The Invisible Bicycle Helmet | Fredrik Gertten


I first saw this video on Design Mom (one of my favorite blogs, and top of my life to envy/admire list). I was thrilled to watch two ladies making their names in research communities, hold their own with venture capital funders, and proving themselves as successful entrepreneurs.

Plus the idea is pretty darn clever. And the video is just slick – nod to Focus Forward Films. Riveting … it gets me each time I watch it.



Listening to Stories of 9/11

Late last week as I walked to the office from my garage, I stumbled across a tweet from StoryCorps about 9/11. I waited until I got to my desk before pulling the piece up.

Listen | StoryCorps – Shelli Wright and Graham Haggett

Digging deeper, I learned that StoryCorps – the well loved and known folks who record stories about Americans by Americans from all walks of life – is undertaking to curate at least one story for each life that was lost 11 years ago today. Their 9/11 Initiative has already logged over 1200 pieces representing over 600 sons, daughters, friends, parents, neighbors, colleagues …

I’ve wrestled over the years how to spend the eleventh of September, how to remember it. On the eleventh of September in 2001 after I watched the second plane hit and both towers crumble on as the news cameras captured it alongside my coworkers less than half a mile down the road from Langley, I went home under that plane-less sky save for the fighter jet flyovers and watched CNN for almost 12 hours straight. I was transfixed trying to grapple with what happened, what was happening and what was to come.

Today when I woke up the DC morning felt so arrestingly similar to that terrible day, clear cloudless air slightly chilled, it took my breath. Through the welcome distractions of our preschool classroom open-house, inbox task lists, and a solo bedtime routine, I’ve had little chance to consider the indelible meaning today holds. Now at the end of the day, I’ve decided I’m going to honor those who lost and those who were lost by listening to their stories. After all, telling our story is one of the most universal human traits we share.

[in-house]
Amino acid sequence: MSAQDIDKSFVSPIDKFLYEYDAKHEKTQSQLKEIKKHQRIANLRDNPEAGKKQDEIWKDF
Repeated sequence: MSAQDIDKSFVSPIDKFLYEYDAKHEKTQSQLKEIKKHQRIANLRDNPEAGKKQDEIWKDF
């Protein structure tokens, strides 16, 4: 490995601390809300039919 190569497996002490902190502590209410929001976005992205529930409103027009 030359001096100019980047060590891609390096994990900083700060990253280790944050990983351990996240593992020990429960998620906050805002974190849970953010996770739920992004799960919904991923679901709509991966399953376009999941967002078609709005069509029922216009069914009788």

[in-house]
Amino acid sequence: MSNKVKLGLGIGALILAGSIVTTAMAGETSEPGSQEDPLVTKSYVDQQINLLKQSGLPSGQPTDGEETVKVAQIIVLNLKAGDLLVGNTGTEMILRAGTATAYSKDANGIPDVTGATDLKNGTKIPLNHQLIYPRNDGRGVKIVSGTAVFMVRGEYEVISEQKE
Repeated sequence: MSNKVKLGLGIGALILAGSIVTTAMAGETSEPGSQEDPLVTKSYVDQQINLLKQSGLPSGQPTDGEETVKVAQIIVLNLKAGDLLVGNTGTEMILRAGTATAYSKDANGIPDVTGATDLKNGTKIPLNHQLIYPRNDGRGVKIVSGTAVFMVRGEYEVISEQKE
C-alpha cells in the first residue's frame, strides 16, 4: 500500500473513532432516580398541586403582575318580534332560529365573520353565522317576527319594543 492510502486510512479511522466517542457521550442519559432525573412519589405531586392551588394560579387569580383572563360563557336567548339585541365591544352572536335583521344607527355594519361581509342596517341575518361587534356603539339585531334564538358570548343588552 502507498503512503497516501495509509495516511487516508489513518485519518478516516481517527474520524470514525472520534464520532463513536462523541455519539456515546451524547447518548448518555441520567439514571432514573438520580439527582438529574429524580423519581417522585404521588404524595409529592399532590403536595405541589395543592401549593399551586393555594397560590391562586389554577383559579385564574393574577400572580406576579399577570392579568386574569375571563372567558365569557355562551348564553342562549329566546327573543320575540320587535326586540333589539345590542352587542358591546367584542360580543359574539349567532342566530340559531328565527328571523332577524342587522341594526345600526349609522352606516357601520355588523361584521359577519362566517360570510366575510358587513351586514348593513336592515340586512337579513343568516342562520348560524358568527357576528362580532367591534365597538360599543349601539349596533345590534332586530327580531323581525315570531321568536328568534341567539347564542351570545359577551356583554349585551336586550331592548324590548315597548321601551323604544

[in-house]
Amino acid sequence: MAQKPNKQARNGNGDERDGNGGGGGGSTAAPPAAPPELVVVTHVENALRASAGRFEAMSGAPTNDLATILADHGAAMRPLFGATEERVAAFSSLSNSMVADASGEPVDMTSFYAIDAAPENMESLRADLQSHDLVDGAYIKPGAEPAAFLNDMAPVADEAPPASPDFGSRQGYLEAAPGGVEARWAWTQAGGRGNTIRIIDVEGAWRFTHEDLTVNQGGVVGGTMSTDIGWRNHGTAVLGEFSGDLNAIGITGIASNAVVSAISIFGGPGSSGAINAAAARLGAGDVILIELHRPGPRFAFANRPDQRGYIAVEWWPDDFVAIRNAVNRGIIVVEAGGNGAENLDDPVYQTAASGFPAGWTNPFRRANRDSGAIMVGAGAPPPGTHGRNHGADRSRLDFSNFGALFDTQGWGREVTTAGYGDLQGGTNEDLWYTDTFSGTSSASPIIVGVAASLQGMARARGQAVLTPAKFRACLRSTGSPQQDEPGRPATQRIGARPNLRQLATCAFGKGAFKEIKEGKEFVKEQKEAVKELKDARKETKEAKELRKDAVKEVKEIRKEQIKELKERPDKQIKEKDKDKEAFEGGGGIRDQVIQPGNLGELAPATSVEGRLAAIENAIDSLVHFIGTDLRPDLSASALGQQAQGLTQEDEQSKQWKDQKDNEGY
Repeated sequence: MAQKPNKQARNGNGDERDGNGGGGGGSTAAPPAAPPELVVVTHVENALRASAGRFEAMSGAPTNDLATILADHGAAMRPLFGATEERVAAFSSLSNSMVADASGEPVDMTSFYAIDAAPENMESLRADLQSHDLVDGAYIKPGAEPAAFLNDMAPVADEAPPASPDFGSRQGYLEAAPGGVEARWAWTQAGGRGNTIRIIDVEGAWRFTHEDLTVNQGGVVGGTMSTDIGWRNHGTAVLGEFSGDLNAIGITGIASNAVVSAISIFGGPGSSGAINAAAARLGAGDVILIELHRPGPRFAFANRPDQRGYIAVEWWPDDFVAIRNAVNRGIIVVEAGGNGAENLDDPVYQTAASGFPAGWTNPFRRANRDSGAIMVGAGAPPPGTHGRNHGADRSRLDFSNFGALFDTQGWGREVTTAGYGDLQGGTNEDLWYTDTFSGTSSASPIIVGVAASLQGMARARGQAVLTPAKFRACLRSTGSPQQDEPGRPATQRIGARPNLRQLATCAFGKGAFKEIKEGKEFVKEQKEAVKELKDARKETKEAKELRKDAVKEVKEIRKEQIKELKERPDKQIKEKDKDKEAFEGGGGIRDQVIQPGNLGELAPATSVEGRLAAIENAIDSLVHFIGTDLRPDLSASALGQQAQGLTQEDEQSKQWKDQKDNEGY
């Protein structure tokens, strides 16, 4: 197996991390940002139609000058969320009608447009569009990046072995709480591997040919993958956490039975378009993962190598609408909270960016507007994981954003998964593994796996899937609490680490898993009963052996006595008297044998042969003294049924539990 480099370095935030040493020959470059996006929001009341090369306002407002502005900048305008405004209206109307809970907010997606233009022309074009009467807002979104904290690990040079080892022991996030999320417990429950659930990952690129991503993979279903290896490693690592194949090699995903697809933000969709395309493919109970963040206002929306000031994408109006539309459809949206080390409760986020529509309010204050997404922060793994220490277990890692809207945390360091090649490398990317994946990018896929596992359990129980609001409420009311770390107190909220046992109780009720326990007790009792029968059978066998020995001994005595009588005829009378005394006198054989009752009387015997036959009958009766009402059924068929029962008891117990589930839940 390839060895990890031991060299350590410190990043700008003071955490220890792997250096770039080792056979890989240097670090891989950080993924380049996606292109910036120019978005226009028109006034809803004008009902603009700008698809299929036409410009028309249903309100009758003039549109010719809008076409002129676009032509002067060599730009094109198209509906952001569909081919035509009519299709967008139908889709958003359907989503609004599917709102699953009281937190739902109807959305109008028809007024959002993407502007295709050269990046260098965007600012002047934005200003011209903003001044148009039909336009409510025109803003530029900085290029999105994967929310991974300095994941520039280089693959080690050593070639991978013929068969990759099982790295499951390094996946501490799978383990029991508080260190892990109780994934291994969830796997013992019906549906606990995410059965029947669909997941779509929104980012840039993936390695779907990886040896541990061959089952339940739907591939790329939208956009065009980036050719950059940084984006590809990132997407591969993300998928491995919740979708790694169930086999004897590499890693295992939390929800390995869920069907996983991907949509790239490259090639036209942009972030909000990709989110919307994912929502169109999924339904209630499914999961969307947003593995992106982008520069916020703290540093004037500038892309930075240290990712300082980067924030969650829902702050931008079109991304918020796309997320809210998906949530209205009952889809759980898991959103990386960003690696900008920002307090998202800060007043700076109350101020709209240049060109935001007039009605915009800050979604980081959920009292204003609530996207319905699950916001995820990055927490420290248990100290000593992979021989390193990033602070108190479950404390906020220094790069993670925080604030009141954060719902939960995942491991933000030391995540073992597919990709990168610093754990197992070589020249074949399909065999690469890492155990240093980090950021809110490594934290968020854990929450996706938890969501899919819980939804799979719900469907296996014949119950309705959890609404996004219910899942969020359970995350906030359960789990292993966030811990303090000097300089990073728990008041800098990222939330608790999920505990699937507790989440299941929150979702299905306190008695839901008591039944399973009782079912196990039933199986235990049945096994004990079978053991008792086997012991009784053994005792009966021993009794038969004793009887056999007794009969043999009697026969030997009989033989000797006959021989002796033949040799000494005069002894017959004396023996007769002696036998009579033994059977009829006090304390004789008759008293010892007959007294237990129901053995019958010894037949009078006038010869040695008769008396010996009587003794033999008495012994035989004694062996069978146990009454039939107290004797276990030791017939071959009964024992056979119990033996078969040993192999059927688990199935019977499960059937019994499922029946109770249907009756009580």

Let your gentleness be evident to all. The Lord is near. philipians 4:5

H&M fashions itself greener

After my hurried walk down four blocks from my office into the evening sun, I dash out of the parking garage to head home. With high hopes to make in time for dinner I punch my radio dial to share my drives home with my local broadcast of NPR. This evening’s marketplace had a really intriguing story about H&M and I wanted to share with you.

H&M moves away from some water-proofing chemicals |

They make a great point about “disposable fashion” nevertheless I still think it’s super hopeful that companies like H&M are making these strides.

Wouldn’t it be great if we could have the same symbols we have on food to know if our clothes were fair trade or organic or if they had a little bit less of an impact on our environment?! What do you think?

Note: please forgive any grammatical errors I put this post together while sitting in traffic using the WordPress app and the speaker function on my iPhone. I love technology.

In praise of eBay

Earlier this summer dear friends of ours invited us to enjoy time at their mountain home not too far from where we live. It was tricky navigating our two young girls through a house full of things that weren’t theirs until we discovered the snake. The seventy inch, fluffy plush, neon tie dye snake. For our eldest daughter it was love at first sight.

Following severe thunderstorms that night we were packing up the car before lunchtime and explaining that the snake was, in fact, not joining us for berry picking and the drive home.

If you’ve ever seen footage from the 60’s of girls descending into hysteria over the Beatles then you would have a good image in your mind of what our older daughter, who’s just shy of 4 mind you, was like when we broke the news about leaving her reptilian buddy.

I rarely get things for the girls out of guilt if ever, and since we have a toy-in-toy-out to Goodwill rule in our house the girls don’t hound us for new things. However. The degree of sincere heartbreak we were witnessing compelled me to look for some solution.

It turned out this wee beastie was created and sold several years ago by Ikea – the Djungelorm – and was no longer for sale (of course it wouldn’t be). It came in two ‘colors’ – solid green and insane, the latter of which was particularly rare (of course it would be). So off to eBay I trotted.

It was a veritable online marketplace miracle that I found not one, but TWO crazy snakes for sale. In England!!! Several emails later and an extended time through the US customs processing department, these two indescribably silly creatures arrived to our door.